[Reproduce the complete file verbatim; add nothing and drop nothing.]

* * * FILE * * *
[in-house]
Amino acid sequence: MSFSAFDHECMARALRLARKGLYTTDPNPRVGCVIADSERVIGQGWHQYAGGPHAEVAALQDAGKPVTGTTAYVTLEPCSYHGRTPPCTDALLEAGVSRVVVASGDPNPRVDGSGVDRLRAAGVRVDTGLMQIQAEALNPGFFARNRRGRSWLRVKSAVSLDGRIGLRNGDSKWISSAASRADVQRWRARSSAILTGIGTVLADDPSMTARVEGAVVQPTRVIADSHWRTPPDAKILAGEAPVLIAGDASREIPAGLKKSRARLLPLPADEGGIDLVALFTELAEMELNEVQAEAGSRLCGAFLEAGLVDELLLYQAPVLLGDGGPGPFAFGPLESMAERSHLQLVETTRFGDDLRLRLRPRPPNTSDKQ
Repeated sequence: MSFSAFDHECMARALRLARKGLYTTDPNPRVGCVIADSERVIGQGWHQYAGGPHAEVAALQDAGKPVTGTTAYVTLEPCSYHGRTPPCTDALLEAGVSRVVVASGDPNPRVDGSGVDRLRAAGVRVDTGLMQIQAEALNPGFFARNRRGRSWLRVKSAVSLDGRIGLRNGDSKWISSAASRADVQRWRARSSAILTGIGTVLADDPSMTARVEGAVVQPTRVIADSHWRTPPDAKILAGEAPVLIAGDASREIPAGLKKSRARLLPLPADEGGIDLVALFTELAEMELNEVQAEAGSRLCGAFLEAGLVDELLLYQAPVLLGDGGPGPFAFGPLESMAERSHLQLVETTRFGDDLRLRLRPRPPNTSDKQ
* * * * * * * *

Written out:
[in-house]
Amino acid sequence: MSFSAFDHECMARALRLARKGLYTTDPNPRVGCVIADSERVIGQGWHQYAGGPHAEVAALQDAGKPVTGTTAYVTLEPCSYHGRTPPCTDALLEAGVSRVVVASGDPNPRVDGSGVDRLRAAGVRVDTGLMQIQAEALNPGFFARNRRGRSWLRVKSAVSLDGRIGLRNGDSKWISSAASRADVQRWRARSSAILTGIGTVLADDPSMTARVEGAVVQPTRVIADSHWRTPPDAKILAGEAPVLIAGDASREIPAGLKKSRARLLPLPADEGGIDLVALFTELAEMELNEVQAEAGSRLCGAFLEAGLVDELLLYQAPVLLGDGGPGPFAFGPLESMAERSHLQLVETTRFGDDLRLRLRPRPPNTSDKQ
Repeated sequence: MSFSAFDHECMARALRLARKGLYTTDPNPRVGCVIADSERVIGQGWHQYAGGPHAEVAALQDAGKPVTGTTAYVTLEPCSYHGRTPPCTDALLEAGVSRVVVASGDPNPRVDGSGVDRLRAAGVRVDTGLMQIQAEALNPGFFARNRRGRSWLRVKSAVSLDGRIGLRNGDSKWISSAASRADVQRWRARSSAILTGIGTVLADDPSMTARVEGAVVQPTRVIADSHWRTPPDAKILAGEAPVLIAGDASREIPAGLKKSRARLLPLPADEGGIDLVALFTELAEMELNEVQAEAGSRLCGAFLEAGLVDELLLYQAPVLLGDGGPGPFAFGPLESMAERSHLQLVETTRFGDDLRLRLRPRPPNTSDKQ